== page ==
In Archive Fever, Jacques Derrida points out that the notion of archiving has fruitfully brought us an extended meditation on remembrance, time and technology. The word ‘Archive’ simply means different media processes which in turn often form the basis of cultural activity: Electronic media, particularly e-mail, just like today’s social networking platforms has transformed the entire public and private space of humanity (Derrida, J, 1996).
Archives both reflect and shape society at certain points in time. Identity and time, these are two critical aspects of the theory. It was once suggested that archive constructs different ways of publishing which constitute institutions, modes of living, our sense of who we are, both individually and collectively (Stokes, J, 2003).
With the advent of the digital and social media, it seems that personal archiving has grown. For instance, I often find myself rearranging my photos on my phone as I take new photos randomly. I also actively engage in naming folders on my laptop and sorting file types, new and old files, almost every day. Additionally, I usually share the photos and files with my friends via Facebook. It can be seen that we are creating archives of our lives, our experiences, our thoughts, and every tiny little matter we come across everyday.
Furthermore, “Instagram” is a good example in describing the word “archives”. Instagram is a free photo sharing program launched in October 2010 allows us to take an instant picture and share on it. Facebook gradually partnership with / take over instagram, and that these two separated media platforms have been incorporated, then a new collection of archives is formed.
Moreover, what interests me most about archiving is the power in deciding what is stored, what is left out and who gets to make these decisions. With the prevalence of the internet has come an incredible broadening of the modes of publishing. The ease at which everyone with an internet connection can become a publisher has meant that the process of archiving has experienced a social equaliser.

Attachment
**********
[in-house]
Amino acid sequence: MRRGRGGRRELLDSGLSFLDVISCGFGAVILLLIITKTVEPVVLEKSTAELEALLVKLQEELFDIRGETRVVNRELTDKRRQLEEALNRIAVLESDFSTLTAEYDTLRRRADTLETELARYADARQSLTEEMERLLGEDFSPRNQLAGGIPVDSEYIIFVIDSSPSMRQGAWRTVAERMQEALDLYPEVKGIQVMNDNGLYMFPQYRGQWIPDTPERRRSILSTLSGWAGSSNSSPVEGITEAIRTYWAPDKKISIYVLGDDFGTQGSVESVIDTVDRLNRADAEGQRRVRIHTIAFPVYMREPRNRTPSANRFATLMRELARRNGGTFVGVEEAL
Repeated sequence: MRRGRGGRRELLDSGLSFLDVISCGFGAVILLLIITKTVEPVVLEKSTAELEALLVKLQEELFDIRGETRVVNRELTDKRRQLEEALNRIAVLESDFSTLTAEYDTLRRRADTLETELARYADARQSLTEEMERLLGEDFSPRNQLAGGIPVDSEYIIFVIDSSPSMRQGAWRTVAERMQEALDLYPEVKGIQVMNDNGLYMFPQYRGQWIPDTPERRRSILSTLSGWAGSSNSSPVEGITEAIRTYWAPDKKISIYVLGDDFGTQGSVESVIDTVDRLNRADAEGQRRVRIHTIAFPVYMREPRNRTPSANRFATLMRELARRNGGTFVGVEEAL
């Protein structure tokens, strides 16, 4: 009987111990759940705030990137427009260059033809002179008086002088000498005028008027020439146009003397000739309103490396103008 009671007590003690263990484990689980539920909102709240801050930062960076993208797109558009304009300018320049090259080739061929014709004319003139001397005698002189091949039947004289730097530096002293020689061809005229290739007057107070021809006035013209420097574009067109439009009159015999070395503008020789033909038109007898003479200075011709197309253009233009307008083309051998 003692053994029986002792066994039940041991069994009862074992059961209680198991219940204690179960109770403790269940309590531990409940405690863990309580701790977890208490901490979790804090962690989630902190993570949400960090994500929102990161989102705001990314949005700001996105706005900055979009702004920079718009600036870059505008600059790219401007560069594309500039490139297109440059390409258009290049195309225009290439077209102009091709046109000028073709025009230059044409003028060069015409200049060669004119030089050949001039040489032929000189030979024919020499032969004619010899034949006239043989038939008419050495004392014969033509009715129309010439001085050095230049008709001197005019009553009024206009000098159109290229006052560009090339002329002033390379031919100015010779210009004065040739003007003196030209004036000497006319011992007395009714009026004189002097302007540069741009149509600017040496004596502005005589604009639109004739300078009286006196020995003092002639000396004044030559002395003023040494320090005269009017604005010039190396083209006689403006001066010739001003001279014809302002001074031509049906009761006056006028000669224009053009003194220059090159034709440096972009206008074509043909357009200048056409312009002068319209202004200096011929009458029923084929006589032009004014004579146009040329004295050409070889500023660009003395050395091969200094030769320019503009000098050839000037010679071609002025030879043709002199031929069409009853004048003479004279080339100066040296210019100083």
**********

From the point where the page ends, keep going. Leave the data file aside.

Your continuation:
What is stored and what is destroyed has now taken the form of a meritocracy. Originally it was the elite who had the power to choose what is stored and what is destroyed, now it is anyone with access to the internet. This has led to an explosion in publishing and archiving. This is what I take to mean Archive Fever.
In conclusion, I think that archiving the provenance of us being so deeply immersed in mediated cultures and enthusiastic to experiment with different modes of publishing like social media and eReaders. Not only us individuals embrace archiving and are mostly unaware of how this habit has affected us, even has defined authority in institutions and the market operate according to their different kinds archives.
Derrida, Jacques (1996) Archive Fever: A Freudian Impression Chicago: University of Chicago Press
Stokes, Jon (2003) ‘Reading Notes: Archive Fever’, Ars Technica, June 27, <http://arstechnica.com/old/content/2003/06/130.ars> accessed on 25 March 2012
Instagram, Inc., 2012, <http://instagr.am/> accessed on 25 March 2012